Content makers see money in iPad apps
A man plays with the Apple iPad during an Apple Special Event at Yerba Buena Center for the Arts in San Francisco, Calif.
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Bob Moon: In case Apple's marketing juggernaut somehow hasn't reached you yet, the much-hyped iPad is supposed to hit stores this weekend. Apple's new touch-screen gadget is being touted as a rival to Amazon's digital book reader the Kindle as a replacement for laptops for travelers, and so much more that we've just gotta have. Not surprisingly, some businesses are racing to have applications ready for the iPad in time for its launch on Saturday. So why not hop on the bandwagon with Marketplace's Rico Gagliano.
Rico Gagliano: When Apple's Steve Jobs 1st unveiled the iPad in January, one of the prototype apps he showed off came from the New York Times. It lets users read the Times in a digital format that's more like an actual print edition. Ever since, the iPad's been hailed as just the thing to convince people to pay for online print media. So it's no surprise other newspapers and magazines had high interest in quickly developing similar apps.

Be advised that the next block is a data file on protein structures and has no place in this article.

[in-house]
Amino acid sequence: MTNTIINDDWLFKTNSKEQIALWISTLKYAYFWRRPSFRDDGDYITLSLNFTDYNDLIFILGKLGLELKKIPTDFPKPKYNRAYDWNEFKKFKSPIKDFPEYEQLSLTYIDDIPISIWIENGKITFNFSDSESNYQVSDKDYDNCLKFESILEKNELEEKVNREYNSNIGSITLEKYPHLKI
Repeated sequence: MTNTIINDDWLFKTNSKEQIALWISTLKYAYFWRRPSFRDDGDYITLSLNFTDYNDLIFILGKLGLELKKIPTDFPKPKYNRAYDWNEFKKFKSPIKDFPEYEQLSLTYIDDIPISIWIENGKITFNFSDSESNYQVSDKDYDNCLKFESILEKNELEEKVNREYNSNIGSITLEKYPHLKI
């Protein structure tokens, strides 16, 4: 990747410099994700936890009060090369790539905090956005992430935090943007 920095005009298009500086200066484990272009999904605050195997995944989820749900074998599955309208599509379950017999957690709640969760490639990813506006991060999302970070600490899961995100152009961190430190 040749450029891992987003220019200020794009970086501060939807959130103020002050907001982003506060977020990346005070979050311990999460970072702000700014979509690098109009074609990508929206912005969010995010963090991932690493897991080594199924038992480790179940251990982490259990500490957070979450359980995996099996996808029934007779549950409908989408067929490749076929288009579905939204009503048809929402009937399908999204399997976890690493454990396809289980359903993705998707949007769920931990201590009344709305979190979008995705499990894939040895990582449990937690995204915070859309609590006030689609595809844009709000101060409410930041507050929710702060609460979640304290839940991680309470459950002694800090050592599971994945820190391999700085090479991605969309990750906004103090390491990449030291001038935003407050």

Jeff Whatcott: Very high interest.
That's Jeff Whatcott. He's with Brightcove, a company that helps media outlets like Fox and Time Magazine make videos that work on smartphones. Now he says clients are clamoring for help making videos work on iPads.
Whatcott: We had enough inquiries that we said, you know what, we need to get our customers gathered together and do briefings in both New York and London, as opposed to having hundreds of individual meetings. That's not something that we pull together all the time.
But print media isn't the only industry with a lot to gain by jumping on the iPad bandwagon. Erica Ogg is a tech reporter with Web magazine CNET. She says video game developers see the device's potential, too -- especially if they can be the first to roll out games for the iPad.
Erica Ogg: By getting out there first, you're gonna get people's attention. People are gonna be eager to try out these new apps on their iPad, and they're gonna be probably a little more expensive than the apps were for the iPhone.
Still, no one knows whether consumers will ultimately use iPads at home or on the go -- or how many of the things Apple will even sell. Which makes it tough to predict which apps, if any, will be worth the effort. As NPD Group analyst Stephen Baker says:
Stephen Baker: Yeah, it's great to be there, but you know, if a tree falls in the forest, does anybody hear it make a sound?
In Los Angeles, I'm Rico Gagliano for Marketplace.